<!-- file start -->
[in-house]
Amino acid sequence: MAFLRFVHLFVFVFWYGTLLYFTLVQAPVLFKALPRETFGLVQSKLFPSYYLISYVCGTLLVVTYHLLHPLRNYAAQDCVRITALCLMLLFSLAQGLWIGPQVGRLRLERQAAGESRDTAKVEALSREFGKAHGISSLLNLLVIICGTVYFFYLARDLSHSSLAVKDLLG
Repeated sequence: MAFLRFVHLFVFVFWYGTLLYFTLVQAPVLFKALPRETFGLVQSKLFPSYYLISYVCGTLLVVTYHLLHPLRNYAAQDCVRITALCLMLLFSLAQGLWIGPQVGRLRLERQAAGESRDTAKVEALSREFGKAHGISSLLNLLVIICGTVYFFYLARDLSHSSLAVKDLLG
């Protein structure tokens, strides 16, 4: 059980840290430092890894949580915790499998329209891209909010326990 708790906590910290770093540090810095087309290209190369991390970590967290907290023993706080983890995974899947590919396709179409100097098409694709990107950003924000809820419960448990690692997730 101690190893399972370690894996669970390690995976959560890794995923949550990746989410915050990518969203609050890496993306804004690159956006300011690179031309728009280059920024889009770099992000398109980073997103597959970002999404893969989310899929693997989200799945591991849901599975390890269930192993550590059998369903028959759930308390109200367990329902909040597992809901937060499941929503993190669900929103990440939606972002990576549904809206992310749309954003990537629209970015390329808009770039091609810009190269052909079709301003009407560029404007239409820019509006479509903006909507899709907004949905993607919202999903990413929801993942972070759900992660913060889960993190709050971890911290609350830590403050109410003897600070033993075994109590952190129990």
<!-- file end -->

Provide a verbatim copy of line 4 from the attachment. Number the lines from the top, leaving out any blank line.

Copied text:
């Protein structure tokens, strides 16, 4: 059980840290430092890894949580915790499998329209891209909010326990 708790906590910290770093540090810095087309290209190369991390970590967290907290023993706080983890995974899947590919396709179409100097098409694709990107950003924000809820419960448990690692997730 101690190893399972370690894996669970390690995976959560890794995923949550990746989410915050990518969203609050890496993306804004690159956006300011690179031309728009280059920024889009770099992000398109980073997103597959970002999404893969989310899929693997989200799945591991849901599975390890269930192993550590059998369903028959759930308390109200367990329902909040597992809901937060499941929503993190669900929103990440939606972002990576549904809206992310749309954003990537629209970015390329808009770039091609810009190269052909079709301003009407560029404007239409820019509006479509903006909507899709907004949905993607919202999903990413929801993942972070759900992660913060889960993190709050971890911290609350830590403050109410003897600070033993075994109590952190129990």